Real life examples of this technique are as follows:

Well actually this is not only used by Erdogan but the entire party. Recent examples are “During the Gezi events we could have closed the internet down, but we didn’t,” and Melih Gokcek’s [Mayor of Ankara] “we could have drowned you in our spit if we wanted to, but damn it, we believe in democracy.”

Step 5: Never leave a question unanswered. Respond with a “let’s assume what you’re saying is true” attitude. Appear to accept that what has been said is possible and that you are acting responsibly to counter it.

- Let’s assume what you’re telling me is true and that the vase has experienced the things you claim have happened. Does this mean that it is entirely my fault? A strong breeze, or the cat could just as likely have broken the vase. I have delivered the necessary orders to the neighbour’s kid Mustafa and he will carry out an investigation. He will do some research on the velocity of the wind yesterday and the behaviour of the cat, and the report to me. Should we come across any faults, then I will be the first to punish that cat, I shall be the first to fix those windows. I am aware of everything that’s going on. All my actions are for the peace and prosperity of our home.

Here is a real life example of this method:

“It is true that several complaints have been raised in regards to the excessive use of gas by the police during the Gezi Park events. I have given the necessary orders for an investigation on the aforementioned issue. If such a thing exists, it shall be investigated and the necessary procedures will be carried out accordingly. We cannot, and will not allow such a thing.”

Step 6: Question the sincerity of those posing the question.

-Now here is an important point which needs to be stressed. The vase in our living room is not the first vase in history to be rearranged. If you are so sentimental about vases then why didn’t you react when the neighbour’s child broke not one, but two of her vases? Where were you back then? Why didn’t you weep for aunt Ayşe’s plates which were broken while she was moving? What makes this vase different? Is it because it’s about me?  The vase is a mere excuse to attack me.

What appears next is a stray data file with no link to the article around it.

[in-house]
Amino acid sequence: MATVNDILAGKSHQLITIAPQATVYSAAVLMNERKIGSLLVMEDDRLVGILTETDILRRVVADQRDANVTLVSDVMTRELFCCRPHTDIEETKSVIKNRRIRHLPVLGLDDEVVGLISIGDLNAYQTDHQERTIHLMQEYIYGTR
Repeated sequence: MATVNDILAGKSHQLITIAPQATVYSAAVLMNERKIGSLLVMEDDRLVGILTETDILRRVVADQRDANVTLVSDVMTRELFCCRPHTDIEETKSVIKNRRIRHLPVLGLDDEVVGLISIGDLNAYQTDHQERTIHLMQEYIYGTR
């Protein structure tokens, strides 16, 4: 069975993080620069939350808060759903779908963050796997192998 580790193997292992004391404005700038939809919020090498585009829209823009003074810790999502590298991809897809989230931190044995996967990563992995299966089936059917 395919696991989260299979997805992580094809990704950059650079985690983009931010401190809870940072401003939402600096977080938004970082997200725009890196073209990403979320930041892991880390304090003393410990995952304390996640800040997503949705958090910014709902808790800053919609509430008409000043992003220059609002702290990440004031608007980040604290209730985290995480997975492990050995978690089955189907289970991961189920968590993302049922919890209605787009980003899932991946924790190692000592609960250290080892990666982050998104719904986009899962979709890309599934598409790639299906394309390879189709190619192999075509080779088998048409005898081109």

Real life examples of this technique are as follows:

“If you love trees so much, why weren’t you present when I strived to prevent the construction of a university in forested areas? Where were these crowds back then?”

“You constantly talk about freedom of the press. Where were you during the coup of 28th of February?” [Both are events from the late 90’s-O.T.]

Step 7: You are off the hook and have portrayed yourself in a positive light. Now use this advantage to attack your opponent.

-This kind of vase breaking is the sort of thing my brother Ali would do. He is the one who acts in this manner. Who broke the glass pane of the cupboard last year, who broke father’s record player with a soccer ball? Ali. Ali’s mentality is the kind of mentality which breaks vases. Let me tell you this, he is the one behind all this. You know, father will soon determine the amount of our allowances and Ali’s grades cannot compete with mine. That’s why he has come up with this plot to discredit me. But my father knows all about this, and knowing this gives me comfort. I always talk to my father.

The following is an example of this technique:

“These demonstrations, all this turmoil are the product of CHP mentality [referring to the main opposition party in parliament-O.T.] They are the ones behind all this. As you know, the elections are coming up and this is their preparatory plot. They are organising marginal groups and are trying to spread disorder with a handful of brigands. But we know our people very well. They know exactly what’s going on and display no support for such things. The people can see everything clearly.”

Step 8: The issue has been settled and the question has been answered. Conclude your speech while at its peak by praising yourself and your actions.

- Mother you must understand that I pay little to no attention to all this. I focus on my tasks. Look, during the past two years of my life as a middle school student, I have become the most hard-working child in my class. Everyone looks up to me, the parents of other children are telling their kids to be more like me. This is the situation I am in. I have an A in religion, an A in sports, and an A in math. This is our situation. I focus on my tasks, I focus on my grades. I am striving to be an exemplary child for my family. I am striving to carry our family to the state of a model family for this building and with the help of God, I shall continue my efforts.

Here are real life examples of this method:

“The economy is getting better in such and such ways, our debts to the IMF have decreased this much etc. etc.”